As he prepares to officially assume office, Moylan reflected on what he said he could have done differently. “I have never said I was perfect. My regrets include not being able to better communicate with the sitting governor to work and find a solution,” he said. “I should spend the time to see if a compromise is better.”


But as the chief prosecutor, Moylan recognized the challenge of fulfilling his commitment to the voters against the backdrop of a vindictive political environment. While willing to negotiate a compromise, Moylan vows “not do so to the extent that I betray the people’s trust or compromise away my promises to them.”


The balancing act, he said, “will be easier to achieve” this time after 16 years since he left office and with 30 years of experience as an attorney. “The main lesson I have learned is to make sure we understand exactly the need of the client (a.k.a. people, voters), and to determine the best and most efficient and effective way to meet that need,” Moylan said.


One of his most successful cases involved the government’s attempt to borrow over $350 million, which Moylan argued was a violation of the debt limitation set by the Organic Act. The case was inherited by his successor, Alicia Limtiaco. The U.S. Supreme Court ruled in Moylan's favor in 2007, one year after his term expired in December 2006.


During his first term, Moylan secured approximately 35 government corruption prosecutions, including the unsuccessful cases against former Gov. Carl Gutierrez. In hindsight, Moylan said he could have done things differently. “I would not have greenlighted the prosecution of former Gov. Carl Gutierrez given the quality of the evidence, his political popularity among potential and actual jurors, and the actual jury acquittal,” he said. “Unfortunately, as the people’s prosecutor, we do not have the luxury of a glass ball to guarantee the outcome of a criminal prosecution, and must rely upon the years of experience and senses of the AG.”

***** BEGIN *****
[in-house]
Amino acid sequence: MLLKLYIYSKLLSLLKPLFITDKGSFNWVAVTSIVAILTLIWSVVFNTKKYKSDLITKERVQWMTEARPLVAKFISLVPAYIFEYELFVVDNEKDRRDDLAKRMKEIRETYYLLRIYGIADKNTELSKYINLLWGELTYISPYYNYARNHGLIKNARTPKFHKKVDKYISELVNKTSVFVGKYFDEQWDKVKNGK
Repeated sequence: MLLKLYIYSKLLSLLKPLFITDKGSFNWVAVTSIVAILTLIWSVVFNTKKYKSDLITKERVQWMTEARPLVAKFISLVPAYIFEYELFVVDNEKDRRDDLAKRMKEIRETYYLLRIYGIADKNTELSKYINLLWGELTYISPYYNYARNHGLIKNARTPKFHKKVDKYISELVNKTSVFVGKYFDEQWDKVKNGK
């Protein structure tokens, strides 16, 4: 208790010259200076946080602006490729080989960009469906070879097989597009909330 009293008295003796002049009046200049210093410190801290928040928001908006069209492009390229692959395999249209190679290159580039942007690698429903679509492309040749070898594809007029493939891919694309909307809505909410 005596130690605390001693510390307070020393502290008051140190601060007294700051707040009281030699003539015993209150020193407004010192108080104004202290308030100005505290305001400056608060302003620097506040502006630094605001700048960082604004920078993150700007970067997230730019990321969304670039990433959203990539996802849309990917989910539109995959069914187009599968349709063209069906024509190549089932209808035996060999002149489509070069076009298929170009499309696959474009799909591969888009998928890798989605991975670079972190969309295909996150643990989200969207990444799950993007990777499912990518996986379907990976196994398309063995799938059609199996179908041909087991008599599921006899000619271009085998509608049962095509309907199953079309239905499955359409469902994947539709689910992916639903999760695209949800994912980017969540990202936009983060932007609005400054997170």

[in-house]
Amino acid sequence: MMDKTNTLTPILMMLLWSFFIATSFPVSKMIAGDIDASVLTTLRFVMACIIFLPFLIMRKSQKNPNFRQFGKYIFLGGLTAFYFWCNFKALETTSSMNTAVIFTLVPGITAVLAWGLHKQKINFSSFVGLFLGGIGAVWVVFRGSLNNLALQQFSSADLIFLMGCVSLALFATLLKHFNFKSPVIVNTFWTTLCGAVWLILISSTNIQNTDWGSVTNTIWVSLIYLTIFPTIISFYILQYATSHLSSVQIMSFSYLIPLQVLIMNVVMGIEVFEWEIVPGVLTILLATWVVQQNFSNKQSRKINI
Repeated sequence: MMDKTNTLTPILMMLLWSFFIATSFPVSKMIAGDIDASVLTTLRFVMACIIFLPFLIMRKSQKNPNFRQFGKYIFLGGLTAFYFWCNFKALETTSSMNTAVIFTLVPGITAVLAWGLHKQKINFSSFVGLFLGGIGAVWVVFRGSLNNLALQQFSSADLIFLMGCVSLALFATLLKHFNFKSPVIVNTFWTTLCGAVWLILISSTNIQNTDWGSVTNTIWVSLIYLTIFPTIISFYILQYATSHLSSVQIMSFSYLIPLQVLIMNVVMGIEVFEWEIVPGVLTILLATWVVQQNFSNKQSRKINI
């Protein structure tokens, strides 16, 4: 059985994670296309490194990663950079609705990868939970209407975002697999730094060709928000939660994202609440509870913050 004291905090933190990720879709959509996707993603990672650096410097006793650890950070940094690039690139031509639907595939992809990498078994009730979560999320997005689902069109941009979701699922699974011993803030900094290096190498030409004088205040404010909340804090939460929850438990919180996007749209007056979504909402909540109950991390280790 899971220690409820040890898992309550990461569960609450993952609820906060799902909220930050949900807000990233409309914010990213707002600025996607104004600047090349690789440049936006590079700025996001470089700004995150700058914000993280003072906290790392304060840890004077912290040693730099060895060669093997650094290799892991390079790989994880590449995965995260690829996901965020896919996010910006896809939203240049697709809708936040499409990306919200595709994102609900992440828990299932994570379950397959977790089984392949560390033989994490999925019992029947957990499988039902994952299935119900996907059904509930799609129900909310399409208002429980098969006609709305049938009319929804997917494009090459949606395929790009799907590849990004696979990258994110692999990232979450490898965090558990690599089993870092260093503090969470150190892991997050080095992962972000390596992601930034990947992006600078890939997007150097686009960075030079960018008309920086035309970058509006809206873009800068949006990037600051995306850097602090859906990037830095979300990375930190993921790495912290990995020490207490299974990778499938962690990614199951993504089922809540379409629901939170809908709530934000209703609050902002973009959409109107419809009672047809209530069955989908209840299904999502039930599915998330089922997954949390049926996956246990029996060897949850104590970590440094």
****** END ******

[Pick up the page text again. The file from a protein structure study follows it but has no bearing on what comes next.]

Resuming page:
Another priority under Moylan's new term is the creation of the Government Corruption Division, which will follow up on reports by the Office of Public Accountability besides the leads taken by the OAG. On top of the agenda are the questionable transactions undertaken by the administration during the period of a public health emergency, which allowed the government to skip certain rules on procurement.


“The entire issue about what pandemic laws applied, as well as which fact-specific investigations will be opened by the AG’s GCD, will be researched by the GCD prosecutors, and then the evaluation process about which cases will be on the GCD’s ‘scope’ and their priorities will be considered once we take office on Jan. 23, 2023,” Moylan said.


“At the conclusion of any investigation, whether accepted by the GCD or not, or acted upon by the GCD, a report will issue that explains to the public and the media the AG office’s action. Obviously, the filing of a civil or criminal matter will in itself explain the action by the AG’s GCD,” he said.


As he prepares for more homework ahead, Moylan warns criminals what they should expect under his brand-new term: “Jail time and seeing what the inside of a prison looks like."